Laurie and Debbie say:
The governor of New York is caught in a prostitution scandal, and what do people want to talk about? His wife’s behavior.
(Yes, we know that a prominent right-wing commentator is actually blaming Silda Spitzer. That’s not what we want to talk about.)
Far more interesting is the personal rage directed at Silda Spitzer by people who believe that she was betrayed … and that she somehow has betrayed them by the choices she’s made.
Washington Post reporter Sally Quinn,
appearing on CBS’s Early Show, said,
The wife is always standing there while the husband is — is apologizing. And — I look at those women, and I think they might as well be in purdah, they might as well be Taliban women with scarves over their heads standing there because not once has any woman ever said, this is not acceptable.
Do we have to say how offensive this is? To women of the Taliban, who are deprived of literacy, work, and the right to their own lives? To Silda Spitzer (and Wendy Vitter and Hillary Clinton and Suzanne Craig) for implying that they are prisoners rather than people with free will?
Fox News makes an astonishing generalization: “Few political wives are considered strong women, said Stanley Renshon, a political psychologist at City University of New York.” (He does consider Hillary Clinton an exception, although she behaved the same way as the others.)
And all over the newspapers and the blogosphere, people are telling the world what Silda Spitzer and the women who have preceded her in this situation “should” have done. Mostly, they seem to think that she should have refused to stand next to him at the press conference. Wendy Vitter is coming in for some extra vitriol, because she excoriated Hillary Clinton for standing by her man, saying, “I’m a lot more like Lorena Bobbitt than Hillary [Clinton]. If he does something like that, I’m walking away with one thing, and it’s not alimony, trust me.” Then, when it happened, she stood by him.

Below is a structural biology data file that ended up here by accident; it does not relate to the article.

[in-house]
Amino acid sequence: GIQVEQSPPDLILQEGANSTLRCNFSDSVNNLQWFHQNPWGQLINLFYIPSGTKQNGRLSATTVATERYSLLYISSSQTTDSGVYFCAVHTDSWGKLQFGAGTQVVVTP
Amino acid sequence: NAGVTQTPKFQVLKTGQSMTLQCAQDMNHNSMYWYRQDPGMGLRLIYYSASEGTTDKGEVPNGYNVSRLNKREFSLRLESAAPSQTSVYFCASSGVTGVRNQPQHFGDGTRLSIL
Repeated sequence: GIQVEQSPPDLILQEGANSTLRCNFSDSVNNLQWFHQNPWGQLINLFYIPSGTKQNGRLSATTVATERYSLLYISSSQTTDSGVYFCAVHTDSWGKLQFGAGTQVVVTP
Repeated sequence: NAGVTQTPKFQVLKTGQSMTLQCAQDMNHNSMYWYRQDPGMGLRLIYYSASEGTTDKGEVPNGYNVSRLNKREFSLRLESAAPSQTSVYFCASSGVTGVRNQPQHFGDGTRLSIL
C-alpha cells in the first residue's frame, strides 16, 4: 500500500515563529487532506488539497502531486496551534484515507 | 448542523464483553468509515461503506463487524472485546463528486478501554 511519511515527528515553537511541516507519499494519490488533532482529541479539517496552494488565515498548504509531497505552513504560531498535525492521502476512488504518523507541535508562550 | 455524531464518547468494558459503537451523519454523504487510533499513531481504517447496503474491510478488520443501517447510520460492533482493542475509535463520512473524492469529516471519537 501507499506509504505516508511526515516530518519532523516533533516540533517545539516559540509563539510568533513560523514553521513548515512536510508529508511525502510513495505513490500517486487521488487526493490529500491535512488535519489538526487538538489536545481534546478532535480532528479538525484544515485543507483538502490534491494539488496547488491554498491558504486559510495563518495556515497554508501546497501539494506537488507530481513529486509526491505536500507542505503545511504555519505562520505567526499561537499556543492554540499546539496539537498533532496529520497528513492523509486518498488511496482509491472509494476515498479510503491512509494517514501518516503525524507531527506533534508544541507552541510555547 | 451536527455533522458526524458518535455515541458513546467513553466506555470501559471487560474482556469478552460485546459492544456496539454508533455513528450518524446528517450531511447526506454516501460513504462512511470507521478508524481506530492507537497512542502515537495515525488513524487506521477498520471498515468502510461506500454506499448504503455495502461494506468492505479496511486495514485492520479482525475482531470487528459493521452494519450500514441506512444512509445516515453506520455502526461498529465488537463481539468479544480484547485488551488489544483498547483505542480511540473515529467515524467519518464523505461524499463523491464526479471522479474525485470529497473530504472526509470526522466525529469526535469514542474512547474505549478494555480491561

First and foremost, we say that nobody has a right to criticize any of these women’s personal choices. They all have had their private lives thrust into the public view. They have to consider their children, their futures, and what the media will say about them. Under those circumstances, no choice is a good choice. We guarantee you that the first woman to give her husband the finger and storm off before the press conference will get at least as much crap as these women are getting. And then there’s the very interesting question of what happens the first time that the husband of some woman in public office is caught in a sex scandal–what will the “right” thing be for that woman to do?
Second, what’s happening here is that these women are being forced not only into the limelight but also to stand in for what everyone else in this country thinks about marriage. They are there to validate other people’s reactions, responses, and expectations. Perhaps this is a legitimate thing to expect of people who run for public office, but there’s no way it’s acceptable to put it on the spouses of public officials.
Third, of course, it’s always easier and more fun to blame women than to really look at what men in public office are doing. If you look at the actual scandals, the very varied behaviors of Bill Clinton, Larry Craig, Dennis Vitter, James McGreevey, and Elliott Spitzer, then you have to talk about what’s acceptable for politicians. By concentrating on the wives, we reduce the conversation to what’s acceptable within a marriage–which is nobody’s business except for the two people in that marriage.